Silicon Valley Bank’s Nooman Haque and I are once again jumping back into the thick of it with a slate of virtual and live events on October 12. I’ll get the ball rolling with a virtual fireside chat with Novo Nordisk R&D chief Marcus Schindler, covering their pipeline plans and BD work.

Vlad Coric, Biohaven CEO (Photo Credit: Andrew Venditti)

As Amy­lyx de­ci­sion waits in the wings, Bio­haven’s ALS drug sinks (again) in plat­form tri­al

The FDA’s decision on Amylyx’s ALS drug is set to come out sometime Thursday. In a space with few drugs, any approval would be a major landmark.

But elsewhere in the ALS field, things are a bit more tepid.

Thursday morning, Biohaven announced that its drug verdiperstat failed its arm of an ALS platform trial led by Massachusetts General Hospital. According to a press release, the drug did not meet its primary endpoint — improvement on an ALS functional status test — or any key secondary endpoints at 24 weeks. The trial had enrolled 167 patients, giving them either verdiperstat or placebo twice a day.

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Work taking place in the clean rooms at Vor (Credit: Vor)

Vor Bio opts to keep man­u­fac­tur­ing op­er­a­tions in-house for de­vel­op­ing stem cell, CAR-T ther­a­pies

While it is not uncommon for a biotech to go down the route of having the product manufactured by a contract organization, one small biotech is looking to keep its card close to its chest.

Vor Biopharma has started manufacturing operations at an in-house facility at its HQ in Cambridge, MA after beginning construction last summer.

According to the biotech, the facility aims to develop Vor’s hematopoietic stem cells (eHSCs) and CAR-T therapies for patients with blood cancers. The site will initially manufacture a clinical supply of its candidate VCAR33allo to support its IND, which is slated to be submitted in the first half of next year. It also plans to transfer the production of VOR33 to the facility. Vor is getting to work quickly as engineering runs for VCAR33allo has started this week.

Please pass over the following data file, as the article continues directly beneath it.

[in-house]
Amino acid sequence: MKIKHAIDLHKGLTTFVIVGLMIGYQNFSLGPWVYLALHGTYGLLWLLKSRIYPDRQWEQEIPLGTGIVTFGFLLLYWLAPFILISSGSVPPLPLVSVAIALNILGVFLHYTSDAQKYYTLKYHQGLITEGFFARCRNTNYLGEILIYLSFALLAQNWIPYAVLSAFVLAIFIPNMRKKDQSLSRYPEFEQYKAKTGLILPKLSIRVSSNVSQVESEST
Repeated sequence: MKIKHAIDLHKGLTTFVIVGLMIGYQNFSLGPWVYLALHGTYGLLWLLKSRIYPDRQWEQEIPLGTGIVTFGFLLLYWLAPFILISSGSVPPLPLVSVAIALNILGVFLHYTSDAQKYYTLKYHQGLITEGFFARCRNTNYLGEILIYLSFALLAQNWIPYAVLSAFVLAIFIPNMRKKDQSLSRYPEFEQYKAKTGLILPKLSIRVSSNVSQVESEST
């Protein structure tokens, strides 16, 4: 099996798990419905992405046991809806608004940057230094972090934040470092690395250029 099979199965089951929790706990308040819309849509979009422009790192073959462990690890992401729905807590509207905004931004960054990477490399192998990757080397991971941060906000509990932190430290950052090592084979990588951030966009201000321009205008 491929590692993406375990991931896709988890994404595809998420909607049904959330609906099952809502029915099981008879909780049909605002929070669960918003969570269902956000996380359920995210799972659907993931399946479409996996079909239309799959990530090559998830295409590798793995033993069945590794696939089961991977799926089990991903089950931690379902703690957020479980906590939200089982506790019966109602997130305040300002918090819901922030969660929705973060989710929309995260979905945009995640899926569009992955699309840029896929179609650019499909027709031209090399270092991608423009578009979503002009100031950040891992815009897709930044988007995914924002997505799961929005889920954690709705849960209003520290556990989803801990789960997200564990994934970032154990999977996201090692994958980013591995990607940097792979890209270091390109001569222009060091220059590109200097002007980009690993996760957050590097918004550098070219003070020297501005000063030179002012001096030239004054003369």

Aim­ing for fourth nod, Sarep­ta files an­oth­er DMD gene ther­a­py to FDA; Ax­some head­ed to­ward mi­graine re­sub­mis­sion

Sarepta Therapeutics has filed the data needed for an FDA accelerated approval, which would be the biotech’s fourth if granted by the agency.

The biotech has yet to complete confirmatory trials for those first three conditional nods. The filing for its fourth Duchenne muscular dystrophy treatment, disclosed Thursday, is not a surprise. Sarepta said in late-July it would do so after releasing positive results for the Roche-partnered gene therapy.

Phillip Gomez, Siga Technologies CEO

Siga nabs $10.7M from the US gov­ern­ment in deal for its mon­key­pox an­tivi­ral

The US government is all set to buy $10.7 million worth of Siga Technologies’ monkeypox oral antiviral, the company announced Thursday.

Of the total doses, $5.1 million worth of oral antivirals called Tpoxx (tecovirimat) will be delivered this year, with the US Department of Defense having the option of buying the rest at a later point.

The new contract follows an earlier one in which the government had purchased $7.4 million worth of Tpoxx from the company.

Renhong Tang, Simcere co-CEO

Almi­rall part­ners up with Sim­cere in po­ten­tial $500M+ deal — with plans to take IL-2 can­di­date glob­al

A Chinese pharma is looking to go international with one of its preclinical candidates, and it’s teaming up with a Spanish company in a new pact potentially worth half a billion dollars to do just that.

Simcere and Almirall announced Thursday that the two companies had reached a deal for Simcere’s IL-2 mutant fusion protein drug candidate, called SIM0278. According to a statement, Almirall gets an exclusive right to develop and commercialize the drug candidate in all indications and markets outside of China, Hong Kong, Taiwan and Macau.